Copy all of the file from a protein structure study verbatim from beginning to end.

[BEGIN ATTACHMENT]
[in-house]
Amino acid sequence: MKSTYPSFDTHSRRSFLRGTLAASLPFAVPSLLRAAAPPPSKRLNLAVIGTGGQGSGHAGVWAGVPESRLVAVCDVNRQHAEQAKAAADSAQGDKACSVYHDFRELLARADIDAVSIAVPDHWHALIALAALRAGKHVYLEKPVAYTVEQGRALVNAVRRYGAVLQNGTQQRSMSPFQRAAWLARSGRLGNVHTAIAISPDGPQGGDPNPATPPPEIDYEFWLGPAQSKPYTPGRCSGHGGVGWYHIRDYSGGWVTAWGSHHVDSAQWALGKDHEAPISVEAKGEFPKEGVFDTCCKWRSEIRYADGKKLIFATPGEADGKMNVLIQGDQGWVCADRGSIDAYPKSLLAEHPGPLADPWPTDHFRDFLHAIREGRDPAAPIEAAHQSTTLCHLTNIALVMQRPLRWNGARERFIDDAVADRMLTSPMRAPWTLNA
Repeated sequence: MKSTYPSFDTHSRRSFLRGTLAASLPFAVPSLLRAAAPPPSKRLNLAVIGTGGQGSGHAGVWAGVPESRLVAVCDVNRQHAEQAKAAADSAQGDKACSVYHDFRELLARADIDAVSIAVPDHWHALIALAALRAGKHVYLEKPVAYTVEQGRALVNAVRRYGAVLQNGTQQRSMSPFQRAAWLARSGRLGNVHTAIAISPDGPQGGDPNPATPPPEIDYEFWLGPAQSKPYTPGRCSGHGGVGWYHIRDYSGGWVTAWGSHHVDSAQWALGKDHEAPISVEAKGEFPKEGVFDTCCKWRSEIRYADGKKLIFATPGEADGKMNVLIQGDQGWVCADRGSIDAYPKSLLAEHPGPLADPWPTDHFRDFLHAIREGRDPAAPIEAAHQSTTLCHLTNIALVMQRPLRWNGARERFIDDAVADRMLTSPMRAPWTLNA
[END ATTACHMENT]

[in-house]
Amino acid sequence: MKSTYPSFDTHSRRSFLRGTLAASLPFAVPSLLRAAAPPPSKRLNLAVIGTGGQGSGHAGVWAGVPESRLVAVCDVNRQHAEQAKAAADSAQGDKACSVYHDFRELLARADIDAVSIAVPDHWHALIALAALRAGKHVYLEKPVAYTVEQGRALVNAVRRYGAVLQNGTQQRSMSPFQRAAWLARSGRLGNVHTAIAISPDGPQGGDPNPATPPPEIDYEFWLGPAQSKPYTPGRCSGHGGVGWYHIRDYSGGWVTAWGSHHVDSAQWALGKDHEAPISVEAKGEFPKEGVFDTCCKWRSEIRYADGKKLIFATPGEADGKMNVLIQGDQGWVCADRGSIDAYPKSLLAEHPGPLADPWPTDHFRDFLHAIREGRDPAAPIEAAHQSTTLCHLTNIALVMQRPLRWNGARERFIDDAVADRMLTSPMRAPWTLNA
Repeated sequence: MKSTYPSFDTHSRRSFLRGTLAASLPFAVPSLLRAAAPPPSKRLNLAVIGTGGQGSGHAGVWAGVPESRLVAVCDVNRQHAEQAKAAADSAQGDKACSVYHDFRELLARADIDAVSIAVPDHWHALIALAALRAGKHVYLEKPVAYTVEQGRALVNAVRRYGAVLQNGTQQRSMSPFQRAAWLARSGRLGNVHTAIAISPDGPQGGDPNPATPPPEIDYEFWLGPAQSKPYTPGRCSGHGGVGWYHIRDYSGGWVTAWGSHHVDSAQWALGKDHEAPISVEAKGEFPKEGVFDTCCKWRSEIRYADGKKLIFATPGEADGKMNVLIQGDQGWVCADRGSIDAYPKSLLAEHPGPLADPWPTDHFRDFLHAIREGRDPAAPIEAAHQSTTLCHLTNIALVMQRPLRWNGARERFIDDAVADRMLTSPMRAPWTLNA